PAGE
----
“Horns” tells the story of a young man named Ig who wakes up one morning with a pair of horns growing out of his head. Lucky for him, the horns inspire the people around him to share their deepest confessions, which helps him as he tries to solve the murder of his girlfriend. And lucky for author Joe Hill, Daniel Radcliffe was up to the challenge of making that far-fetched concept feel real in the movie adaptation.
What do you think of Daniel Radcliffe's portrayal?
I think he’s amazing. I just think he’s great. … When I heard he was going to take on the part, I was excited, because I had seen “Woman in Black” and I felt he could really deliver. Even so, what he actually brought to the screen was wildly beyond my deepest hopes. I think that he is what is most exciting about the film, by far. The whole thing is anchored by his emotional commitment.
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What did you think was the most important part of the novel to capture?
I wanted to see the breakup. I wanted to see both the sweetness that comes with a young first love, the sort of joy and purity of that, and also the emotional wreckage that a person feels when it all comes apart. We have lots of pyrotechnics with an army of snakes, and fights with a pitchfork, and Ig growing these enormous terrifying horns out of head, but I think that the great special effect in the film is the breakup scene between Daniel Radcliffe and Juno Temple.
What did you think of Juno Temple in the role?
She’s awesome. She’s really cool. The crazy thing is, everyone in the film is British. But we’ve already reached this point in film and television where we understand if you want someone to play an American well, you get someone from England. … We’re living through a kind of British invasion in the film business with this whole generation of amazing young British actors like Benedict Cumberbatch and Tom Hiddleston, and I think Dan is right there with the best of them. ... The thing is, I don’t see why anyone should be surprised if Daniel Radcliffe turns out to be a great actor, or Emma Watson, or Rupert Grint , or any of the kids who were part of the Hogwarts graduating class. After all, they all spent their childhoods in the best acting school known to man. They grew up for over a decade working with actors like Alan Rickman and Michael Gambon and Kenneth Branagh and Emma Thompson, learning their craft and seeing how the best handle themselves. I can’t imagine a more powerful education in the arts.
How did you feel about the horns once you saw them?
I got to wear them! I was on set for a few days and the special effects crew was trying their third stage horns and they needed someone to put them on, so they sat me down in the makeup chair and put them on. They’re very comfortable. They’re the kind of accessory that makes you look good with anything. You can have a casual t-shirt and jeans, but you can also dress up in a suit and look good with the horns on.
Did your dad give you any advice about the adaptation process?
When I wrote the novel, I was in a pretty bad place emotionally. It was a hard book to write. I sometimes joke that the book is an unhappy, paranoid novel written by an unhappy paranoid man. ... But eventually I did write "Horns," and I remember sending the second draft to my dad, and he read it and he said, this is good, you’re going to be OK. And it was the first time I felt any peace of mind about the second book. And I was in a much better place by the time the film got made and I loved what I was seeing, but I wasn’t sure how well it worked and I sent a copy to my dad and he looked at it and he said, this is great, this is a lot of fun. And again, I kind of felt like, OK, we didn’t screw up.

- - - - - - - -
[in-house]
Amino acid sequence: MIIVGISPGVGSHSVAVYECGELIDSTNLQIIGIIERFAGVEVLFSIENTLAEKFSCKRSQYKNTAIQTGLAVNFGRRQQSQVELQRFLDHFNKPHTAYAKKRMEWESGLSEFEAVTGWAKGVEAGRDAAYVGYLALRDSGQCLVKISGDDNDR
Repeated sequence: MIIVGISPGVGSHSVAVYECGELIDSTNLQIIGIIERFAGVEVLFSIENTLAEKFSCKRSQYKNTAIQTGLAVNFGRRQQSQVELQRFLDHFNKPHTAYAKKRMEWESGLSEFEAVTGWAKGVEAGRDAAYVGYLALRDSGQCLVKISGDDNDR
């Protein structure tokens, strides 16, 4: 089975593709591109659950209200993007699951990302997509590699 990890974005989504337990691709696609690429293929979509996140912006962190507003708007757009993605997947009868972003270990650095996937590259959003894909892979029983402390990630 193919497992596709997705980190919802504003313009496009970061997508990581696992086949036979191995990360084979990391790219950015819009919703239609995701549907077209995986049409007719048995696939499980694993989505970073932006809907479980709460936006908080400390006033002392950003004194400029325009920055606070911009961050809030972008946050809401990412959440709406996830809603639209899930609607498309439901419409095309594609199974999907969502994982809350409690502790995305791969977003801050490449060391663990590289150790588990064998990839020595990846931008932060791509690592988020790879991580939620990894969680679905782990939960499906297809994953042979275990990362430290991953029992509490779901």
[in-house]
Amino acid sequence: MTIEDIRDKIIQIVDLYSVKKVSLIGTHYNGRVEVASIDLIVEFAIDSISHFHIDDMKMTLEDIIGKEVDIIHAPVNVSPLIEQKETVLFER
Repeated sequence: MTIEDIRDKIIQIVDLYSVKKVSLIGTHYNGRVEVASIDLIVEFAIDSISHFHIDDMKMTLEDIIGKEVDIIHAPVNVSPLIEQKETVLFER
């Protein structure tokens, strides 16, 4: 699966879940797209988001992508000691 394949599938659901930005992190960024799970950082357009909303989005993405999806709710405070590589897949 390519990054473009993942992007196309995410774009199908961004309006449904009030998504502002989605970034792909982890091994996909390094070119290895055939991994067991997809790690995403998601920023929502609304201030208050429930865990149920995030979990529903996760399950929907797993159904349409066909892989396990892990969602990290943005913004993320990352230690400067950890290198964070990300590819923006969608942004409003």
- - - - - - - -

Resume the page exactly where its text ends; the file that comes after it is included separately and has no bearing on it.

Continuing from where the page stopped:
Well, and he’s a pretty good judge, right?
He is. When it comes to critical responses, some people are better known for their negative opinions than their positive opinions. I think my dad is a booster. My dad is someone who tends to get excited about things as opposed to rip things, but he always would rather talk about the things he loves, than the things he hates. That said, he’s a pretty straight shooter. So’s my mom.
So they're honest when they think something needs changes?
In most families, I think traditionally your parents always tell you you’re wonderful. … At least in terms of writing, my mom is an old hand at the novel and at poetry and at drama. She has written mountains. And my dad is an old hand at writing. And both of them are essentially English professors pretending to be pop culture figures. They are basically English professors at heart. And when we were kids, the family discussion was always literary discussion. Always bookstores, and writers, and publishers, and writing, and characters, and sentences. We would read each other sentences we loved. And so when they read stuff that I do, they’ve got their blue pencil in hand and their editor glasses on. There can be warm, even effusive encouragement, but it also tends to be like, if you’re a doctor and your parents are also doctors, they’re giving you a clinical opinion. They’re not going to tell you a patient looks great if he’s clearly not going to recover. So on that level, I feel like they’ve always shot me straight. They’ve certainly told me when they thought things needed radical changes.